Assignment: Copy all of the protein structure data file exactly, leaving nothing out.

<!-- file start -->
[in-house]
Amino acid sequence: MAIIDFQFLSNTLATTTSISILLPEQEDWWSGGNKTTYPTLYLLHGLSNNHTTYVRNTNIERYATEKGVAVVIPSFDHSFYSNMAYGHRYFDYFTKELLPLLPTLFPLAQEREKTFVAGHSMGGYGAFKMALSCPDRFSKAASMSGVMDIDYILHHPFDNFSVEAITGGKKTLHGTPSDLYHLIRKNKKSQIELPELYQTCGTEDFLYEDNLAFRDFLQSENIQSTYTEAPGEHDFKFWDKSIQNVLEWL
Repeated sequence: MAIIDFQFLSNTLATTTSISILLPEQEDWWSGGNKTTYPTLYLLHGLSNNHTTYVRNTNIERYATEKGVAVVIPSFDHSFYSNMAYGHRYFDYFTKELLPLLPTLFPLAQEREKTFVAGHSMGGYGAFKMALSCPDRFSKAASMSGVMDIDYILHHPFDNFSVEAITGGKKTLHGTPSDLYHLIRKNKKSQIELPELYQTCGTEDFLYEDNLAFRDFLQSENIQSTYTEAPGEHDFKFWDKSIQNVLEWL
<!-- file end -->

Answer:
[in-house]
Amino acid sequence: MAIIDFQFLSNTLATTTSISILLPEQEDWWSGGNKTTYPTLYLLHGLSNNHTTYVRNTNIERYATEKGVAVVIPSFDHSFYSNMAYGHRYFDYFTKELLPLLPTLFPLAQEREKTFVAGHSMGGYGAFKMALSCPDRFSKAASMSGVMDIDYILHHPFDNFSVEAITGGKKTLHGTPSDLYHLIRKNKKSQIELPELYQTCGTEDFLYEDNLAFRDFLQSENIQSTYTEAPGEHDFKFWDKSIQNVLEWL
Repeated sequence: MAIIDFQFLSNTLATTTSISILLPEQEDWWSGGNKTTYPTLYLLHGLSNNHTTYVRNTNIERYATEKGVAVVIPSFDHSFYSNMAYGHRYFDYFTKELLPLLPTLFPLAQEREKTFVAGHSMGGYGAFKMALSCPDRFSKAASMSGVMDIDYILHHPFDNFSVEAITGGKKTLHGTPSDLYHLIRKNKKSQIELPELYQTCGTEDFLYEDNLAFRDFLQSENIQSTYTEAPGEHDFKFWDKSIQNVLEWL